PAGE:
Tuesday, May 13, 2008

Fruit of the Womb

Should religious Jews have large families? Is this a requirement of the Mitzvah of Pru Ur’vu - to be fruitful and multiply? I’m not here to Paskin on the Halachic applications of this Mitzvah. I leave it for Poskim to do that. But I am here to offer my opinion on the fallout of those Poskim who are Machmir in almost all cases to have large families.

The fact is that it is not a universally held position among Poskim that one must have as many children as possible. There are clearly legitimate Poskim that say that the Mitzvah of Pru Ur’vu can be fulfilled by having one boy and one girl. And some Poskim say that even two of the same sex fulfils that Mitzvah.

What about the typically large families that Charedim because many of their Poskim forbid the use of contraceptives of any kind? Is that a mandate to have as many children as possible?

A controversy developed a while back in Israel. It has been noted by pollsters that the average Charedi family size in key Charedi communities like Kiryat Sefer has diminished ever since then Israeli finance minister Bibi Netanyahu implemented his austerity program which reduced subsidies to large families. The average number of children per Charedi family has since gone down from something like 8 children per family to 7.

One Charedi fellow I know who is critical of the Israeli government whenever he gets the opportunity made a comment along the lines of the following: ‘Where Paroy failed, Bibi has succeeded.’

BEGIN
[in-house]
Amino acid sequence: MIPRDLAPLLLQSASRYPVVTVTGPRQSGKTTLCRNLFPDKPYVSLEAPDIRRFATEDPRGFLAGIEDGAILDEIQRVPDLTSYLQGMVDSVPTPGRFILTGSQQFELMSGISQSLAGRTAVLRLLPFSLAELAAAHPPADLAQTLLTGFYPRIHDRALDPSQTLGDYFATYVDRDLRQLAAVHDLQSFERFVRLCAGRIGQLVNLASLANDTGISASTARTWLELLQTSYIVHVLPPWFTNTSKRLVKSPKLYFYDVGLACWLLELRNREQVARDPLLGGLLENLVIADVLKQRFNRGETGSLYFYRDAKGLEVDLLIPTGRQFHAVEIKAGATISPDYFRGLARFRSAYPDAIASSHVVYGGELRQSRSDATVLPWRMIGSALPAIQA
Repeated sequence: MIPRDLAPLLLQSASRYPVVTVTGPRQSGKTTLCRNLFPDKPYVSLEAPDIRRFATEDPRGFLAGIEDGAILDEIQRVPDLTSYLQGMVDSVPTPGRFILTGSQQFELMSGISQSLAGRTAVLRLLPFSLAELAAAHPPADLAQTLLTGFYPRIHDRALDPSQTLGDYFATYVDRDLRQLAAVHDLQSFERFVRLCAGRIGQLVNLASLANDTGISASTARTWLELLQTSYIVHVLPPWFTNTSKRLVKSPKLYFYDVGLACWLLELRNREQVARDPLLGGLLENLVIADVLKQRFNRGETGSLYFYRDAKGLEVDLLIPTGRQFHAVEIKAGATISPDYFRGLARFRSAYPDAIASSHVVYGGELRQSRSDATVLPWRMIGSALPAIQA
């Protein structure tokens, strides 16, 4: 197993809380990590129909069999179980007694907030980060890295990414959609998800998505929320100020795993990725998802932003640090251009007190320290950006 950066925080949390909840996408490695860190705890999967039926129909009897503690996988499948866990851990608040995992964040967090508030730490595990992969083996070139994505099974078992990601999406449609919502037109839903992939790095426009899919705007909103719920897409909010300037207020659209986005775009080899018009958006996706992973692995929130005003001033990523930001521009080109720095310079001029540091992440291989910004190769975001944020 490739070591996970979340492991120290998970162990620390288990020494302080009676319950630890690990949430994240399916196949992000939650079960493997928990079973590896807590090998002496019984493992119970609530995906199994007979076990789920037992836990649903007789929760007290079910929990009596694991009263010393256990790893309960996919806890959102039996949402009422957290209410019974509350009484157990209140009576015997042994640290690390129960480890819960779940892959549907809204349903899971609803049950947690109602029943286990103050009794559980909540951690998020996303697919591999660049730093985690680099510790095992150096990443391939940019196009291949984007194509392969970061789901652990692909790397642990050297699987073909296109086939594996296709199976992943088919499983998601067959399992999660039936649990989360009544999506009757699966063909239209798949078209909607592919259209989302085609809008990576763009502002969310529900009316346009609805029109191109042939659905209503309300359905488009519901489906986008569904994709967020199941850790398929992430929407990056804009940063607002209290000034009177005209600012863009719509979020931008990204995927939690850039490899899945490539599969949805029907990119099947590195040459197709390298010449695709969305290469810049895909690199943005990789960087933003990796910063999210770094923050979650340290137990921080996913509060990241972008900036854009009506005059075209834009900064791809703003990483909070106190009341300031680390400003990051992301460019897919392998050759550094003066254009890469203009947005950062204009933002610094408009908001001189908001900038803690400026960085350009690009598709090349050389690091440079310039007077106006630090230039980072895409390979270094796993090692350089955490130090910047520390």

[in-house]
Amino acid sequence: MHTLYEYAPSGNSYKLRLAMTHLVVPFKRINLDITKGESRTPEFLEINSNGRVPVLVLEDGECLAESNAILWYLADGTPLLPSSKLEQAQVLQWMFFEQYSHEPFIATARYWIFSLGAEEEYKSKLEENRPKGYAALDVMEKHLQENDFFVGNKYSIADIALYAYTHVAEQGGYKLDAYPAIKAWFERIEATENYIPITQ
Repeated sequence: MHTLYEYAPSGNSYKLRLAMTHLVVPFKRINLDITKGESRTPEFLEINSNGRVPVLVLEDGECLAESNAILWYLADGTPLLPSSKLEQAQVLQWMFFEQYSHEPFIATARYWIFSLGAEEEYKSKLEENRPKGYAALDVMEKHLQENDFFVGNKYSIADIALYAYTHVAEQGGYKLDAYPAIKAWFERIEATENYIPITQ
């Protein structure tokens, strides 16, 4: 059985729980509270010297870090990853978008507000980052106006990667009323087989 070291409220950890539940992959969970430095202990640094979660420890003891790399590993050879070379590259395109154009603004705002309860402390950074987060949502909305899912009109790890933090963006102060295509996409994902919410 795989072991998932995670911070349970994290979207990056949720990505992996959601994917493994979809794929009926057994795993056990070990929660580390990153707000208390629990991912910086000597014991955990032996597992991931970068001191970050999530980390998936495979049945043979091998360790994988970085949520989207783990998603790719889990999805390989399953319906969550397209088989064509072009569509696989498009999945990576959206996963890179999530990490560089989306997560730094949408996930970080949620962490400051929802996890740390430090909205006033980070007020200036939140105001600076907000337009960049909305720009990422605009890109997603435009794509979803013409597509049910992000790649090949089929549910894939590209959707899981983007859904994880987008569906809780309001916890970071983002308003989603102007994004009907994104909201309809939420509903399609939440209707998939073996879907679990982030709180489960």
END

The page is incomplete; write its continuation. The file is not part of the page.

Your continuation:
Obviously he likened Netanyahu’s cuts to Pharaoh’s throwing all newborn Jewish males into the river… a sort of infanticide via a financial sword.

How overly simplistic!

Are women supposed to be baby factories? ... the more the merrier?

I don't think the Mitzvah of Pru Ur'vu requires that every woman must have as many children as biologically possible even according to the strictest interpretation of the Mitzvah. Family size should not be determined by money. It should be determined by the desire and ability of the parents to have and raise children. And certainly not every parent is qualified to have a large family. In fact in some cases parents should not have any children.

I'm not suggesting we should be dictating whether - or how many - children a family should have. It is their individual right to decide that for themselves. But there ought to be some common sense on this issue by parents. And there ought to be some common sense guidance by the rabbinic leaders who dictate those values.

Of course finances should never be the determinant – pro or con. I know quite a few families - both rich and poor - with large numbers of children. Many of those have successfully raised all of their children to be exemplary Jews - all unrelated to their financial condition. And those children may very well in turn have many children of their own - emulating their parents’ good parenting qualities.

But I also know families - large and small; rich and poor - that are dysfunctional to varying degrees. Many of the children in those families have serious emotional problems. In some cases they are worst of the 'kids at risk'.

In other - even non dysfunctional families it is obvious that even a good parent is simply overwhelmed by the number of children they have and just cannot deal with them. And yet they continue to have even more children. How those children will turn out is anyone's guess. Hefkeirus rules in many of those homes.

Bottom line: No parent should have more children than he or she is capable of raising properly. Judaism is not a population machine.

In my view, Netanyahu’s dis-incentive is a good thing. It will discourage those who really don’t want them from having children for the wrong reasons. And for those who want more children they will have them anyway and for the right reasons. Lack of finances will not discourage them. That’s a win/win as far as I’m concerned.